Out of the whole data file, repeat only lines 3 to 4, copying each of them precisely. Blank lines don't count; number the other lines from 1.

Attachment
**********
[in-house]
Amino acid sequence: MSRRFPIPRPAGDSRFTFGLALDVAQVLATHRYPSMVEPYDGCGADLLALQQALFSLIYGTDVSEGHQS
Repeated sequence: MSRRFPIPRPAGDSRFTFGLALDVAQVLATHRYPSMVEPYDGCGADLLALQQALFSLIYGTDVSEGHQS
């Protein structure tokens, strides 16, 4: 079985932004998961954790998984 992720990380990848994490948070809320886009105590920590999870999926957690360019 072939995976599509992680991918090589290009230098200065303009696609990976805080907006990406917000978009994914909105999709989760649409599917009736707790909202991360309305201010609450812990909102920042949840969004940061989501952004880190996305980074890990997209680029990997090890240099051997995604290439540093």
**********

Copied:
Repeated sequence: MSRRFPIPRPAGDSRFTFGLALDVAQVLATHRYPSMVEPYDGCGADLLALQQALFSLIYGTDVSEGHQS
């Protein structure tokens, strides 16, 4: 079985932004998961954790998984 992720990380990848994490948070809320886009105590920590999870999926957690360019 072939995976599509992680991918090589290009230098200065303009696609990976805080907006990406917000978009994914909105999709989760649409599917009736707790909202991360309305201010609450812990909102920042949840969004940061989501952004880190996305980074890990997209680029990997090890240099051997995604290439540093």